News / USA

    Tea Party Candidates Become Factor in US Mid-Term Elections

    Across the United States, the influence of the Tea Party movement is changing the way candidates are reaching out to voters ahead of the mid-term elections November 2. Republican Senate candidate Rand Paul in Kentucky, the son of one time presidential candidate Ron Paul and a Tea Party favorite, is tied in some polls with his Democratic rival Jack Conway.

    Tea Party candidate Rand Paul talks to attendees of the 'Red, White and Blue Picnic' in Owensboro, Kentucky
    Tea Party candidate Rand Paul talks to attendees of the 'Red, White and Blue Picnic' in Owensboro, Kentucky

    At Reid's Orchard on the outskirts of Owensboro, the fire of a barbeque pit sends the smell of hamburgers and beans into the warm evening air of Western Kentucky.

    Free food and conversation draws voters from across the political spectrum to an election year tradition in this part of the country… the Red, White and Blue Picnic.

    "This is a way that we bring the candidates out and let them meet the people - good ol' fashioned political stump speeches. That is what we're all about," said Owensboro Chamber of Commerce President Jody Wassmer, one of the organizers of the event.

    Candidates running for offices ranging from local commission seats to the governor of Kentucky use the Red White and Blue Picnic as a platform to deliver their message directly to voters who will determine the outcome of mid-term elections November 2.

    Wassmer says Kentucky has traditionally voted for Democratic candidates.

    "It's a very conservative, Democrat state, and the Republicans have made a lot of inroads here in recent years," he said.

    One such Republican is Senate candidate Rand Paul. Paul defeated a popular candidate supported by the national Republican Party in Kentucky's primary elections in May, by tapping into voter anger over bank and auto industry bailouts, and an expansion of health care coverage.

    He has the support of the Tea Party, which would like to see less government and lower taxes, something Paul supports.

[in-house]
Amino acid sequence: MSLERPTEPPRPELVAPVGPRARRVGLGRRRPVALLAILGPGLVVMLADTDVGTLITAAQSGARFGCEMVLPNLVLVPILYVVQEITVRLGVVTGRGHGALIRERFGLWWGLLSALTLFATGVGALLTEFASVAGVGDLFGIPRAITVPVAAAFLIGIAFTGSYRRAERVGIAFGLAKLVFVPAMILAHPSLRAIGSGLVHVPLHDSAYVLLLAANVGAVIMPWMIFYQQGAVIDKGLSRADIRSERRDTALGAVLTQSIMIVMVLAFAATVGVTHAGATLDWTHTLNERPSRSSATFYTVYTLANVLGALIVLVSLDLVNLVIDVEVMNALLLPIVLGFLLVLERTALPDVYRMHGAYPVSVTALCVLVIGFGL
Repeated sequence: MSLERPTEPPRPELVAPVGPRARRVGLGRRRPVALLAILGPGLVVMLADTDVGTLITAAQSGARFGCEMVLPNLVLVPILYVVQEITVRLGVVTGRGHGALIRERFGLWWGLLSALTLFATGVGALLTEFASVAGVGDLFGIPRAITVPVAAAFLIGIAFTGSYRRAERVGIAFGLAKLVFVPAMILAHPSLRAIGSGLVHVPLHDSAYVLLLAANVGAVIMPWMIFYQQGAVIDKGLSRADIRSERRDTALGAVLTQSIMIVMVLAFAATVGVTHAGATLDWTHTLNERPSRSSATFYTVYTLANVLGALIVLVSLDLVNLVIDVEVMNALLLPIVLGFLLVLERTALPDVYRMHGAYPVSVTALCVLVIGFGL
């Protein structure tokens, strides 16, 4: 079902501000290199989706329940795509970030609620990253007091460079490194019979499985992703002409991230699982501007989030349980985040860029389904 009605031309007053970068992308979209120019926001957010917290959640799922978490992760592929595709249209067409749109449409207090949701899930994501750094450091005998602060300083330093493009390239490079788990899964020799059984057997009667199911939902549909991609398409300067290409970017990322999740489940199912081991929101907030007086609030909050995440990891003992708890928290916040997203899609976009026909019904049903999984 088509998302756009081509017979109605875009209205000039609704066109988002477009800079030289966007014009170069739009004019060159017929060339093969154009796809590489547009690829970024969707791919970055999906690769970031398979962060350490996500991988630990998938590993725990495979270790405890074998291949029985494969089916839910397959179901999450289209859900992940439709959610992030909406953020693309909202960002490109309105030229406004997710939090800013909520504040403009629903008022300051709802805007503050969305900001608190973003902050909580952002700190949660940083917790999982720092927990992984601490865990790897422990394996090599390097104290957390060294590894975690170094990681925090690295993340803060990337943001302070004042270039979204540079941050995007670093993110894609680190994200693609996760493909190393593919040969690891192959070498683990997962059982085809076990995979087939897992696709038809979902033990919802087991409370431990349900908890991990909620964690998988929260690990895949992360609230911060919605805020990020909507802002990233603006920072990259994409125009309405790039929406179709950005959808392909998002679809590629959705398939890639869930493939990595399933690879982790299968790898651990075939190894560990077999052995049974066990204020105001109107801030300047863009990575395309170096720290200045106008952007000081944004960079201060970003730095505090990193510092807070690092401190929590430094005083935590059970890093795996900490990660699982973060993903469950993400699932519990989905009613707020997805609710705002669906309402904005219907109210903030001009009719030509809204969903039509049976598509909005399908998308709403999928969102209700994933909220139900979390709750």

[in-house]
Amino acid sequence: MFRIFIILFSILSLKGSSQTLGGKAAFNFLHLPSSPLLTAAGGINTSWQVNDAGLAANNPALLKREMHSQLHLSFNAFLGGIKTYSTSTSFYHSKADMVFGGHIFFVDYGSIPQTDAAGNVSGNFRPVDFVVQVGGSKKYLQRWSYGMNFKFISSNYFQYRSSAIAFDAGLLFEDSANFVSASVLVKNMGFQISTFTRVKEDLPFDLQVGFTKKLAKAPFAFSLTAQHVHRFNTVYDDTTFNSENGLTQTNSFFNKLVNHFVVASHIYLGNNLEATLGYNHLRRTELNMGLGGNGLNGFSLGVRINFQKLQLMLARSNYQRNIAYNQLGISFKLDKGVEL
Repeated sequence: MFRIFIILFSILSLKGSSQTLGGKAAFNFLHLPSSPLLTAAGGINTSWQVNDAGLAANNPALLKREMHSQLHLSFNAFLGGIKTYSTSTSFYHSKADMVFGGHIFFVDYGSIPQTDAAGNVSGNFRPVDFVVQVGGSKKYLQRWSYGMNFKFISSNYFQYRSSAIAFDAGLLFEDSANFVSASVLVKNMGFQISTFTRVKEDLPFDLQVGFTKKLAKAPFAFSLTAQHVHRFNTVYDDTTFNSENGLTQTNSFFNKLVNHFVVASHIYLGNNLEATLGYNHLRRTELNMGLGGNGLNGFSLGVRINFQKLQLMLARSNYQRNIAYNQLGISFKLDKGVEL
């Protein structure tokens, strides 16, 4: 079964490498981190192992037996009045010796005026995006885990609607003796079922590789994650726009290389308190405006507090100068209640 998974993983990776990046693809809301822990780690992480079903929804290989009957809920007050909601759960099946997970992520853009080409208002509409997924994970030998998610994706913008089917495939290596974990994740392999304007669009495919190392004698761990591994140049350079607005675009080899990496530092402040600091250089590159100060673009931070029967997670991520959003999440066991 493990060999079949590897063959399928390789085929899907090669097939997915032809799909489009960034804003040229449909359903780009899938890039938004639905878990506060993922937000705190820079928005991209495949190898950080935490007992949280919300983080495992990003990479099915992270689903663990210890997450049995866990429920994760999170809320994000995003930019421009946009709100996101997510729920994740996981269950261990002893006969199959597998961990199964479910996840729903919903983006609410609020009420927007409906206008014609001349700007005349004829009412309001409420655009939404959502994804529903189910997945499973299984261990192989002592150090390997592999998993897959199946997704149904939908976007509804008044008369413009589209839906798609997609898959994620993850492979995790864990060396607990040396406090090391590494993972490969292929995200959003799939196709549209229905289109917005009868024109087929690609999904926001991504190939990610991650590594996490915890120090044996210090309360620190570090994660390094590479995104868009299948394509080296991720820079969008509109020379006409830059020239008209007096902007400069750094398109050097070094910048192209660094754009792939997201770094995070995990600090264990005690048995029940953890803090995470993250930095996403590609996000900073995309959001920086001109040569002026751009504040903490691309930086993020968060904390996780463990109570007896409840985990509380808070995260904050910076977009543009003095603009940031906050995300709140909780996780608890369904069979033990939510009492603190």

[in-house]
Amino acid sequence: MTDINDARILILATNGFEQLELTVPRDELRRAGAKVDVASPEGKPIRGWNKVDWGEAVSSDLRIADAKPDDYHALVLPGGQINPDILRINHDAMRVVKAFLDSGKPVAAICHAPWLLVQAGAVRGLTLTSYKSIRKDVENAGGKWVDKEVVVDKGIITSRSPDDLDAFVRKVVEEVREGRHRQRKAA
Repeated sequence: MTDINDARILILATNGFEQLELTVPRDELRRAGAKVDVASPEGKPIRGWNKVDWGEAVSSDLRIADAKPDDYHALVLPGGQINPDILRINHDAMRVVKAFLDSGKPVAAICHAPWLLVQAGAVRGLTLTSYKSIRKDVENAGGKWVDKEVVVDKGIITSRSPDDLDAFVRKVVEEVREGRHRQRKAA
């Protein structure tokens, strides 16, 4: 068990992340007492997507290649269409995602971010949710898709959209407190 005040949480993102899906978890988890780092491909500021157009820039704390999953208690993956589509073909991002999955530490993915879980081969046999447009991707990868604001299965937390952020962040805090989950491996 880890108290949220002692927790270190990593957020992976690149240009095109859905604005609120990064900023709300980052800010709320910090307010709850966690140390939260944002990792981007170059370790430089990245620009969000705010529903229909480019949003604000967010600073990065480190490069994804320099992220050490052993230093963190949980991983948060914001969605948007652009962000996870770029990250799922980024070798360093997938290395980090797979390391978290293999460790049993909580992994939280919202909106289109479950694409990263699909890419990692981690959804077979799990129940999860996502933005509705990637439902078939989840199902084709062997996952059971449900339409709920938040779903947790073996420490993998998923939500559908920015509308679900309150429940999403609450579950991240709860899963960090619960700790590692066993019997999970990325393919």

"I think a country grows by getting government out of the way," he said. "Government isn't the solution; government needs to get out of the way to let private business thrive.  Private business and industry is the solution."

    Paul's primary election victory in May, fueled by the endorsement of former Alaska Governor Sarah Palin, reinforced the power of the Tea Party movement.

    Across the country, Tea Party supported Senate candidates such as Christine O'Donnell in Delaware, Joe Miller in Alaska, and Sharon Engle in Nevada have changed the face of the Republican Party by defeating more mainstream candidates.

    But their victories have also raised questions about whether or not their message appeals to a broader voter base in the general election.  

    Democrats are also looking at some of these candidates as a liability to the Republicans in their effort to regain a majority in the House and Senate.

    "While the Tea Party movement has, at this point, quite substantial disdain for the Democrats, it has almost equal disdain for the Republicans," said Doug Schoen, author of "Mad as Hell: How the Tea Party Movement is Fundamentally Remaking our Two-Party System."

    Schoen says even though Tea Party voters generally do not support incumbents, regardless of party, he sees their influence helping the Republicans in November.

    "I think it will be a pretty big victory this November and it is largely if not entirely being driven by the Tea Party movement, a movement that really 18, 19, 20 months ago, or certainly two years ago when President Obama was running, there was not a person in the world, certainly not in this town who was ever thinking that any movement like the Tea Party could come into existence, much less have the impact that it has," he said.

    According to a September 10 CNN/Time magazine poll of registered voters in Kentucky, Rand Paul is tied with his Democratic rival Jack Conway.

    Conway did not attend the Red White and Blue Picnic, but supporters campaigning on his behalf tried to paint Rand Paul as an extremist candidate unable to best represent Kentucky voters.

    But Jody Wassmer thinks Paul's support of business in Western Kentucky, and his opposition to environmental legislation commonly referred to as "Cap and Trade," may give him the edge in this part of the country come November.

    "This is coal country, and we have a lot of low cost coal powered plants, and 'cap and trade' is aimed squarely at those plants," he said. "Businesses that are struggling through this economy don't want to see their rates go up, that's an issue Rand Paul comes down very well on."

    Conway and Paul have agreed to three debates throughout October, which will give each of the candidates a chance to further reach out to voters in the weeks leading up to the November election.

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